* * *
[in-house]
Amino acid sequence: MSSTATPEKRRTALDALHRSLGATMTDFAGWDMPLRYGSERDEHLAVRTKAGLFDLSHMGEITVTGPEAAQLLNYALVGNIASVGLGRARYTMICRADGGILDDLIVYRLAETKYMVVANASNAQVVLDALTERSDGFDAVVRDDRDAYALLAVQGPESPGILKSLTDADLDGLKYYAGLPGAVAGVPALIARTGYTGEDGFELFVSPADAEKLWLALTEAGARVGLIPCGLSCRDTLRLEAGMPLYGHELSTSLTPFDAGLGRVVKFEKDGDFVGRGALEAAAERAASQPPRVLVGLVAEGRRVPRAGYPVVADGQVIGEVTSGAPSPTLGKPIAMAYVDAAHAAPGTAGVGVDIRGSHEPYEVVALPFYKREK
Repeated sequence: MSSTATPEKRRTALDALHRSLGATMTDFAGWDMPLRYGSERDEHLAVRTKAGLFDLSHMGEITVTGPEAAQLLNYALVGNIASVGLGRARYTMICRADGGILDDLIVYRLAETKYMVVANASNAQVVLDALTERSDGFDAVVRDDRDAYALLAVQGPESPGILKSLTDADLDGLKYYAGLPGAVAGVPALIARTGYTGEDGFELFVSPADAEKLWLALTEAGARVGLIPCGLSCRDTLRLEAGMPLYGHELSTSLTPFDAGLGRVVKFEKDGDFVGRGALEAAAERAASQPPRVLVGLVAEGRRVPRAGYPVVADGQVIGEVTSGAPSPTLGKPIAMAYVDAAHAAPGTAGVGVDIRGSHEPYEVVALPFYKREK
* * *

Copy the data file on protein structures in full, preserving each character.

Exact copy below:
[in-house]
Amino acid sequence: MSSTATPEKRRTALDALHRSLGATMTDFAGWDMPLRYGSERDEHLAVRTKAGLFDLSHMGEITVTGPEAAQLLNYALVGNIASVGLGRARYTMICRADGGILDDLIVYRLAETKYMVVANASNAQVVLDALTERSDGFDAVVRDDRDAYALLAVQGPESPGILKSLTDADLDGLKYYAGLPGAVAGVPALIARTGYTGEDGFELFVSPADAEKLWLALTEAGARVGLIPCGLSCRDTLRLEAGMPLYGHELSTSLTPFDAGLGRVVKFEKDGDFVGRGALEAAAERAASQPPRVLVGLVAEGRRVPRAGYPVVADGQVIGEVTSGAPSPTLGKPIAMAYVDAAHAAPGTAGVGVDIRGSHEPYEVVALPFYKREK
Repeated sequence: MSSTATPEKRRTALDALHRSLGATMTDFAGWDMPLRYGSERDEHLAVRTKAGLFDLSHMGEITVTGPEAAQLLNYALVGNIASVGLGRARYTMICRADGGILDDLIVYRLAETKYMVVANASNAQVVLDALTERSDGFDAVVRDDRDAYALLAVQGPESPGILKSLTDADLDGLKYYAGLPGAVAGVPALIARTGYTGEDGFELFVSPADAEKLWLALTEAGARVGLIPCGLSCRDTLRLEAGMPLYGHELSTSLTPFDAGLGRVVKFEKDGDFVGRGALEAAAERAASQPPRVLVGLVAEGRRVPRAGYPVVADGQVIGEVTSGAPSPTLGKPIAMAYVDAAHAAPGTAGVGVDIRGSHEPYEVVALPFYKREK